Meanwhile, President Ma Ying-jeou (馬英九) yesterday called again for the early passage of the pact.
Ma had no knowledge beforehand of either Wang’s morning visit to protesters at the Legislative Yuan or his promise that the legislature will not review the pact until a law monitoring cross-strait agreements is enacted, Presidential Office spokesperson Lee Chia-fei (李佳霏) said.
Additional reporting by Rich Chang and CNA
SAFETY RISK: The government is working to categorize countries based on their COVID-19 cases and prevention efforts, which would determine quarantine periods The government plans to rank countries based on their COVID-19 risks to determine how to treat tourists and other travelers from those nations once Taiwan reopens its borders, but it is still working out the categories, a top health official told lawmakers yesterday. “We would divide countries around the world into several categories. One category would comprise those countries with very few confirmed COVID-19 cases, such as New Zealand and Palau. Travelers from the countries in this category would only need to practice self-health management,” Centers for Disease Control Deputy Director-General Chuang Jen-hsiang (莊人祥) told a Legislative Yuan seminar hosted by
China would attack Taiwan if there is no other way of stopping it from becoming independent, Chinese General Li Zuocheng (李作成) said yesterday. Speaking at Beijing’s Great Hall of the People on the 15th anniversary of China’s “Anti-Secession” Law, Li, who is chief of the Joint Staff Department of the Chinese People’s Liberation Army Central Military Commission, left the door open to using force. The 2005 law is China’s legislative basis for military action against Taiwan. “If the possibility for peaceful reunification is lost, the people’s armed forces will, with the whole nation, including the people of Taiwan, take all necessary steps to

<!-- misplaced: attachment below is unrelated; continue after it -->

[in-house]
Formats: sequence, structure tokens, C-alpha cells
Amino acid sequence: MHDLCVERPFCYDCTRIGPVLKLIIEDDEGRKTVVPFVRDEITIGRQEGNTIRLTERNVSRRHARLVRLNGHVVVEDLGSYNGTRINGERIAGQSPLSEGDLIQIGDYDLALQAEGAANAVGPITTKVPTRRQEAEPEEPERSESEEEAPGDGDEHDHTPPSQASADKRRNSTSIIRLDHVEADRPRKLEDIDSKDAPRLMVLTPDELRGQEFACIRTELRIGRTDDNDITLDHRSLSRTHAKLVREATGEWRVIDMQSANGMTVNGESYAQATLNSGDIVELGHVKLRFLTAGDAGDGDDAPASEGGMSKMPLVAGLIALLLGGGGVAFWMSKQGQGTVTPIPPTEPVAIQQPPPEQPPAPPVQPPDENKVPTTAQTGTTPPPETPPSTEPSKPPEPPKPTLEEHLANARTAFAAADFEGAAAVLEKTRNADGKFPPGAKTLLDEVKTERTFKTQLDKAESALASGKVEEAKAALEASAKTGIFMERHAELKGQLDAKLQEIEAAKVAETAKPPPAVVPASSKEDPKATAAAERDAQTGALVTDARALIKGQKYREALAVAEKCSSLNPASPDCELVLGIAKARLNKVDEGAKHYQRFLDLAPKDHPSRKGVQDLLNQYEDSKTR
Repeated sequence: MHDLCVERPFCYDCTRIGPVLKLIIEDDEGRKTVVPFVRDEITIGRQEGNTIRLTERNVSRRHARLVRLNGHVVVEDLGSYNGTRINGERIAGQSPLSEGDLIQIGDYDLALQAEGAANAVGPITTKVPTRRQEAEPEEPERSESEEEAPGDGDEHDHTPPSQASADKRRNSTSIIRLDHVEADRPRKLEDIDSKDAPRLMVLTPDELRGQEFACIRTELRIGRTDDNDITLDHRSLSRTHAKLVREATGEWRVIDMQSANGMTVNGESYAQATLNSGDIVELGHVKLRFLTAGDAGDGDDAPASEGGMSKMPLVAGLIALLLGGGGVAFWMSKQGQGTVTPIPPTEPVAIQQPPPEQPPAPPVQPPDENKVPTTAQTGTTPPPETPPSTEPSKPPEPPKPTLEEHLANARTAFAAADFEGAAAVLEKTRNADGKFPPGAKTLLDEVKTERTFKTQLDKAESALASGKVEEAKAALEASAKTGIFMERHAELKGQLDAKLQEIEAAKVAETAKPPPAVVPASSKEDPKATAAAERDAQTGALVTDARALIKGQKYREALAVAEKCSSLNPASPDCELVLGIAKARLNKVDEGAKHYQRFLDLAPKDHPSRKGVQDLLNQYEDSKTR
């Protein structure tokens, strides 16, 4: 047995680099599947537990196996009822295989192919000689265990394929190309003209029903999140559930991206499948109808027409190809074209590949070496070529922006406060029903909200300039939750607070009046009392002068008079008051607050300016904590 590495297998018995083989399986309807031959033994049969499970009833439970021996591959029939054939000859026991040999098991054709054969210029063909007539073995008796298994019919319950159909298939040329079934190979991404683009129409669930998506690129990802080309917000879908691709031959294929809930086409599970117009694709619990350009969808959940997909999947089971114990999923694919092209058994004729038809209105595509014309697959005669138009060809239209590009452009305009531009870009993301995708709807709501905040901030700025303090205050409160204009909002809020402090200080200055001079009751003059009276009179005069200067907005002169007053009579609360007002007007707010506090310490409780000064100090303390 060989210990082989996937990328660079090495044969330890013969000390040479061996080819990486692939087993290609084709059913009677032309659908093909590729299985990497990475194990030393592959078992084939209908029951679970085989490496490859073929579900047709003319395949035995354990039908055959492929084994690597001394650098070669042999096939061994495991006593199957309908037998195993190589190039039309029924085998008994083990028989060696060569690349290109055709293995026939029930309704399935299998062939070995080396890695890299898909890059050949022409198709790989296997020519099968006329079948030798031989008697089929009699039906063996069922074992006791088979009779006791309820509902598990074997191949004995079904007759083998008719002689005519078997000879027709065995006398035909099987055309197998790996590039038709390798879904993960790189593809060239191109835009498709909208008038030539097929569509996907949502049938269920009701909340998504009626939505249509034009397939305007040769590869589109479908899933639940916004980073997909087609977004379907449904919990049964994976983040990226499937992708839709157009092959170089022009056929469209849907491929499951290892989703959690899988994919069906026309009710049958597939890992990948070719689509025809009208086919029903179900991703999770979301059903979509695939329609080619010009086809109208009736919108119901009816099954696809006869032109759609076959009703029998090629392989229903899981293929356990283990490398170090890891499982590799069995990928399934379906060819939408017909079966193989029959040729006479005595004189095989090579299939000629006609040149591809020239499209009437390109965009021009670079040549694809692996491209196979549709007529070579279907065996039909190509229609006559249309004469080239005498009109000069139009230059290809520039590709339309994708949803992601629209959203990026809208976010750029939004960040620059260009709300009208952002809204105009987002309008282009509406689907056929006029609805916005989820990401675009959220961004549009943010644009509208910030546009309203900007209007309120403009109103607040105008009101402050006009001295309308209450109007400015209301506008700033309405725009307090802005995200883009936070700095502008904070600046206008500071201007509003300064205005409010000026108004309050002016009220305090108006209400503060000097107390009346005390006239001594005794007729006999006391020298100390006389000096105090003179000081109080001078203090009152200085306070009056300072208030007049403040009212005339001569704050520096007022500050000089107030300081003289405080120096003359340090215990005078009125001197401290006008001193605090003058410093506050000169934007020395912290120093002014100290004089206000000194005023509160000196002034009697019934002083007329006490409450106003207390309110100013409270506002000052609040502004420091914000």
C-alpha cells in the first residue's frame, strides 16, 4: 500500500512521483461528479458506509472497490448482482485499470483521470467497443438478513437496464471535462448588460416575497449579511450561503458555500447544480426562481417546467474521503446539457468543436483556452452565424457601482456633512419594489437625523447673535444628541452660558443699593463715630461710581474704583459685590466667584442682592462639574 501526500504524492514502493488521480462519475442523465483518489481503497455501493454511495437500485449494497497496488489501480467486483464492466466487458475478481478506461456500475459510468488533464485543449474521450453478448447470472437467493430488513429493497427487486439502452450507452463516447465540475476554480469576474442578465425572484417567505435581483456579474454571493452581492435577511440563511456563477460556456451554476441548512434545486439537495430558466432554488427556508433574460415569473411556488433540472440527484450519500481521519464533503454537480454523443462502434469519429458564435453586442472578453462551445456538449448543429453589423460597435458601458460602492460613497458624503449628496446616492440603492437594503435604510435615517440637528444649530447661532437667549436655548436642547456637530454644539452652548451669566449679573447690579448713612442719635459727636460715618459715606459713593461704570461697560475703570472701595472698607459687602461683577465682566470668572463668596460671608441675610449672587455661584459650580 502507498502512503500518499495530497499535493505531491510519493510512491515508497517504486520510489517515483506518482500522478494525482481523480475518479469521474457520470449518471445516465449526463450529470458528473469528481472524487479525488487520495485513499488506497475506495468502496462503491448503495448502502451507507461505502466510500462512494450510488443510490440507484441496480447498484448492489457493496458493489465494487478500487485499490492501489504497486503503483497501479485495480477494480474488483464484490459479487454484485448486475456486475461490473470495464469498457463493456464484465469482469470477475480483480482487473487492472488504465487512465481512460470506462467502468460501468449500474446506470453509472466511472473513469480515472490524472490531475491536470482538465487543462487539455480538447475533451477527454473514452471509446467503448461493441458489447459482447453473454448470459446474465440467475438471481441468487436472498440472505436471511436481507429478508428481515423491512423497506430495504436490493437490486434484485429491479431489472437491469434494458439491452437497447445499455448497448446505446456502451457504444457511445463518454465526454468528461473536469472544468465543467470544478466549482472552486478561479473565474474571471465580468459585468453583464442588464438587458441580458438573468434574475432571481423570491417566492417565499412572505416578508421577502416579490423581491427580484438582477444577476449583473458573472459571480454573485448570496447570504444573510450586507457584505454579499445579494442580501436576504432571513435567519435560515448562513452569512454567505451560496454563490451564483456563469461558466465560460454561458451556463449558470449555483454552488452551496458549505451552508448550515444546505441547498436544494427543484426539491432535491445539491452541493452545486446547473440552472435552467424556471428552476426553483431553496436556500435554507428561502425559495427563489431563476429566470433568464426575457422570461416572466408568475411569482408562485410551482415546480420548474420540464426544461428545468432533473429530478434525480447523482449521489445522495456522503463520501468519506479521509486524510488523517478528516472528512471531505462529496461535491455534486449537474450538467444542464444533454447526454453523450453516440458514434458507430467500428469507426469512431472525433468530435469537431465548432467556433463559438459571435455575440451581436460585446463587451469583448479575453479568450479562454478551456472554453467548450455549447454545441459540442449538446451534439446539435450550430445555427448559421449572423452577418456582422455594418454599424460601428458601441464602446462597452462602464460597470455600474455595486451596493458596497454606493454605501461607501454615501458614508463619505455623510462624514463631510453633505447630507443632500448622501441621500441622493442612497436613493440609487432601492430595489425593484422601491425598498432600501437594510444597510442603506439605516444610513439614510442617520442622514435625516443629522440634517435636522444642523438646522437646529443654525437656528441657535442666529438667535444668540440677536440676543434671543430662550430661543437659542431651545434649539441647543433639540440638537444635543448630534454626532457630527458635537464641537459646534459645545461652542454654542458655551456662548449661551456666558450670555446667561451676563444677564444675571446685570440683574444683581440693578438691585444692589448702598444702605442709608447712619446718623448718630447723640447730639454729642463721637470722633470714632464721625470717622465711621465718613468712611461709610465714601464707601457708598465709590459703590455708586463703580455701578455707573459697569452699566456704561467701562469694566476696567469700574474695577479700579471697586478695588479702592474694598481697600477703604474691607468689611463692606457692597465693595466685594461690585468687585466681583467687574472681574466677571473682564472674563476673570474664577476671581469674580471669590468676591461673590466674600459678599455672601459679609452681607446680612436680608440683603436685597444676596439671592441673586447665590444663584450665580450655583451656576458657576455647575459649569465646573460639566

SECURITY CONCERNS: The Telecom Technology Center ran black-box tests for the Executive Yuan on devices and software from Chinese, US and South Korean firms Network devices from several Chinese manufacturers are insecure and allow personal information to be leaked, testing commissioned by the Executive Yuan has shown. A variety of devices and software, including apps, from Chinese, US and South Korean manufacturers that are used by government agencies at the central and local level were subjected to black-box testing — in which the functionality of an application is examined without knowing about its internal structure, an information-security official said yesterday on condition of anonymity. The Telecom Technology Center conducted the tests, which simulated cyberattacks, to determine their resilience to the attacks, the official said. The center
CASH BOOST: Foreign spouses with residency permits are also eligible for the coupons, which can be bought at post offices or linked to digital payment options Stimulus coupons for Taiwanese and foreign spouses with residency permits can be ordered starting on July 1 and can be used from July 15 to Dec. 31, the Executive Yuan said yesterday. Aimed at boosting domestic spending, the coupons worth NT$3,000 (US$100.04) are to cost NT$1,000. “For our consumers, this is a very good deal as they get three times as much value for their money,” Premier Su Tseng-chang (蘇貞昌) told a news conference in Taipei. While the coupons are to have a wide range of uses, including at department stores, restaurants, book stores, night markets, beauty and hair salons, hotels, and to